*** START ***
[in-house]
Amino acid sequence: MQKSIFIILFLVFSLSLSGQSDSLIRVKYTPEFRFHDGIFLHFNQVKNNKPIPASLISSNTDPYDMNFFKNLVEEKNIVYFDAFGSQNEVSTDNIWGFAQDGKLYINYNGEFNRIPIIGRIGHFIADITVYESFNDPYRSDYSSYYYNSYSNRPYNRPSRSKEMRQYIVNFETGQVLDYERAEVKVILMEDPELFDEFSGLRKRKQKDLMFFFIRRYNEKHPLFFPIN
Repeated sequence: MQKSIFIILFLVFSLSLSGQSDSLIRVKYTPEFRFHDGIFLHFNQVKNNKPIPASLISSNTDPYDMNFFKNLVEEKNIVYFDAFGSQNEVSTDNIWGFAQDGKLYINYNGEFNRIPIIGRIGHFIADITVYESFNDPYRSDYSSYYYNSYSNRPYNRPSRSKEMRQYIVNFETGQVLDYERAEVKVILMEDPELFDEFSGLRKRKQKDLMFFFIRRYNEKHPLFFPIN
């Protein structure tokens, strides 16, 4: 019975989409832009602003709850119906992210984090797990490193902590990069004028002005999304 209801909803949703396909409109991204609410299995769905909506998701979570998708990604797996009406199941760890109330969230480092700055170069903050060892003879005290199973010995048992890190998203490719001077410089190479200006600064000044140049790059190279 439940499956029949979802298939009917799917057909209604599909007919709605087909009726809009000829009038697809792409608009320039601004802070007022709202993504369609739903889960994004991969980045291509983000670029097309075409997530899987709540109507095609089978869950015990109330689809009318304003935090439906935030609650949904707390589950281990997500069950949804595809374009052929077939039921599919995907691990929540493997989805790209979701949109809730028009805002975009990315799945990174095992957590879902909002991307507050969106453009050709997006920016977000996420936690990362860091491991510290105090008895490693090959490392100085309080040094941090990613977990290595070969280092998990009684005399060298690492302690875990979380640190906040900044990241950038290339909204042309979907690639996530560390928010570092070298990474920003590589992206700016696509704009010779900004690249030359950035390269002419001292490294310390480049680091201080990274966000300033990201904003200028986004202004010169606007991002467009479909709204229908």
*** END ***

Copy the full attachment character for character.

[in-house]
Amino acid sequence: MQKSIFIILFLVFSLSLSGQSDSLIRVKYTPEFRFHDGIFLHFNQVKNNKPIPASLISSNTDPYDMNFFKNLVEEKNIVYFDAFGSQNEVSTDNIWGFAQDGKLYINYNGEFNRIPIIGRIGHFIADITVYESFNDPYRSDYSSYYYNSYSNRPYNRPSRSKEMRQYIVNFETGQVLDYERAEVKVILMEDPELFDEFSGLRKRKQKDLMFFFIRRYNEKHPLFFPIN
Repeated sequence: MQKSIFIILFLVFSLSLSGQSDSLIRVKYTPEFRFHDGIFLHFNQVKNNKPIPASLISSNTDPYDMNFFKNLVEEKNIVYFDAFGSQNEVSTDNIWGFAQDGKLYINYNGEFNRIPIIGRIGHFIADITVYESFNDPYRSDYSSYYYNSYSNRPYNRPSRSKEMRQYIVNFETGQVLDYERAEVKVILMEDPELFDEFSGLRKRKQKDLMFFFIRRYNEKHPLFFPIN
């Protein structure tokens, strides 16, 4: 019975989409832009602003709850119906992210984090797990490193902590990069004028002005999304 209801909803949703396909409109991204609410299995769905909506998701979570998708990604797996009406199941760890109330969230480092700055170069903050060892003879005290199973010995048992890190998203490719001077410089190479200006600064000044140049790059190279 439940499956029949979802298939009917799917057909209604599909007919709605087909009726809009000829009038697809792409608009320039601004802070007022709202993504369609739903889960994004991969980045291509983000670029097309075409997530899987709540109507095609089978869950015990109330689809009318304003935090439906935030609650949904707390589950281990997500069950949804595809374009052929077939039921599919995907691990929540493997989805790209979701949109809730028009805002975009990315799945990174095992957590879902909002991307507050969106453009050709997006920016977000996420936690990362860091491991510290105090008895490693090959490392100085309080040094941090990613977990290595070969280092998990009684005399060298690492302690875990979380640190906040900044990241950038290339909204042309979907690639996530560390928010570092070298990474920003590589992206700016696509704009010779900004690249030359950035390269002419001292490294310390480049680091201080990274966000300033990201904003200028986004202004010169606007991002467009479909709204229908």